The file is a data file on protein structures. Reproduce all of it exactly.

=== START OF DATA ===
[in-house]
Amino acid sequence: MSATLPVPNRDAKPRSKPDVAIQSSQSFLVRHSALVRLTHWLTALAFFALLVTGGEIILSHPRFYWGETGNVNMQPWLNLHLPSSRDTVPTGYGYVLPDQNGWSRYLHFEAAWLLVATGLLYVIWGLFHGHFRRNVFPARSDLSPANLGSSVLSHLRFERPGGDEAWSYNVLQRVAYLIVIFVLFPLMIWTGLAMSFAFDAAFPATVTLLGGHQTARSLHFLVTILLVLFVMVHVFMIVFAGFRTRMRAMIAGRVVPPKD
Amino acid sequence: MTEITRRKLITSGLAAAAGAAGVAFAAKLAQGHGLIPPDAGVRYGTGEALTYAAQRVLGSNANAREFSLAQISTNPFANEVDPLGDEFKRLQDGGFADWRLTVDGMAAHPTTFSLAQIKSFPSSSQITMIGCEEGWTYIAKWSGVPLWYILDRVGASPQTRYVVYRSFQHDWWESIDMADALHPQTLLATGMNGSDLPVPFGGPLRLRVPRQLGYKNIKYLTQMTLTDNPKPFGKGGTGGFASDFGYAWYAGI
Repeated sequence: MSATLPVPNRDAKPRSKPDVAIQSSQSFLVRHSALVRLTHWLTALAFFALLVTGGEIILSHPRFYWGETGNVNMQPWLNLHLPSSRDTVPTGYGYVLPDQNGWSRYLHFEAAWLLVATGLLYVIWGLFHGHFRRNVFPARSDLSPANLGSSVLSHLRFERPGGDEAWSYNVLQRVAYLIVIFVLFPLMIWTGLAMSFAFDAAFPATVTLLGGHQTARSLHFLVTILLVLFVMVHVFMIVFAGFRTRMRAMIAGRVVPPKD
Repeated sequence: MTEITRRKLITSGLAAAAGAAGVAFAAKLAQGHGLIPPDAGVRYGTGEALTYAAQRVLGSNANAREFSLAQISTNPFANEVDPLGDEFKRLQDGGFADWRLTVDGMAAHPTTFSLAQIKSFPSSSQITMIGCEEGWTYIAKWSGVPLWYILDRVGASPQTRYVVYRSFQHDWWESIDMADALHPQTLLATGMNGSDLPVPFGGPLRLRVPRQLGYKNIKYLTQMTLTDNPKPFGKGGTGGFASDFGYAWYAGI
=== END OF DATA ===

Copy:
[in-house]
Amino acid sequence: MSATLPVPNRDAKPRSKPDVAIQSSQSFLVRHSALVRLTHWLTALAFFALLVTGGEIILSHPRFYWGETGNVNMQPWLNLHLPSSRDTVPTGYGYVLPDQNGWSRYLHFEAAWLLVATGLLYVIWGLFHGHFRRNVFPARSDLSPANLGSSVLSHLRFERPGGDEAWSYNVLQRVAYLIVIFVLFPLMIWTGLAMSFAFDAAFPATVTLLGGHQTARSLHFLVTILLVLFVMVHVFMIVFAGFRTRMRAMIAGRVVPPKD
Amino acid sequence: MTEITRRKLITSGLAAAAGAAGVAFAAKLAQGHGLIPPDAGVRYGTGEALTYAAQRVLGSNANAREFSLAQISTNPFANEVDPLGDEFKRLQDGGFADWRLTVDGMAAHPTTFSLAQIKSFPSSSQITMIGCEEGWTYIAKWSGVPLWYILDRVGASPQTRYVVYRSFQHDWWESIDMADALHPQTLLATGMNGSDLPVPFGGPLRLRVPRQLGYKNIKYLTQMTLTDNPKPFGKGGTGGFASDFGYAWYAGI
Repeated sequence: MSATLPVPNRDAKPRSKPDVAIQSSQSFLVRHSALVRLTHWLTALAFFALLVTGGEIILSHPRFYWGETGNVNMQPWLNLHLPSSRDTVPTGYGYVLPDQNGWSRYLHFEAAWLLVATGLLYVIWGLFHGHFRRNVFPARSDLSPANLGSSVLSHLRFERPGGDEAWSYNVLQRVAYLIVIFVLFPLMIWTGLAMSFAFDAAFPATVTLLGGHQTARSLHFLVTILLVLFVMVHVFMIVFAGFRTRMRAMIAGRVVPPKD
Repeated sequence: MTEITRRKLITSGLAAAAGAAGVAFAAKLAQGHGLIPPDAGVRYGTGEALTYAAQRVLGSNANAREFSLAQISTNPFANEVDPLGDEFKRLQDGGFADWRLTVDGMAAHPTTFSLAQIKSFPSSSQITMIGCEEGWTYIAKWSGVPLWYILDRVGASPQTRYVVYRSFQHDWWESIDMADALHPQTLLATGMNGSDLPVPFGGPLRLRVPRQLGYKNIKYLTQMTLTDNPKPFGKGGTGGFASDFGYAWYAGI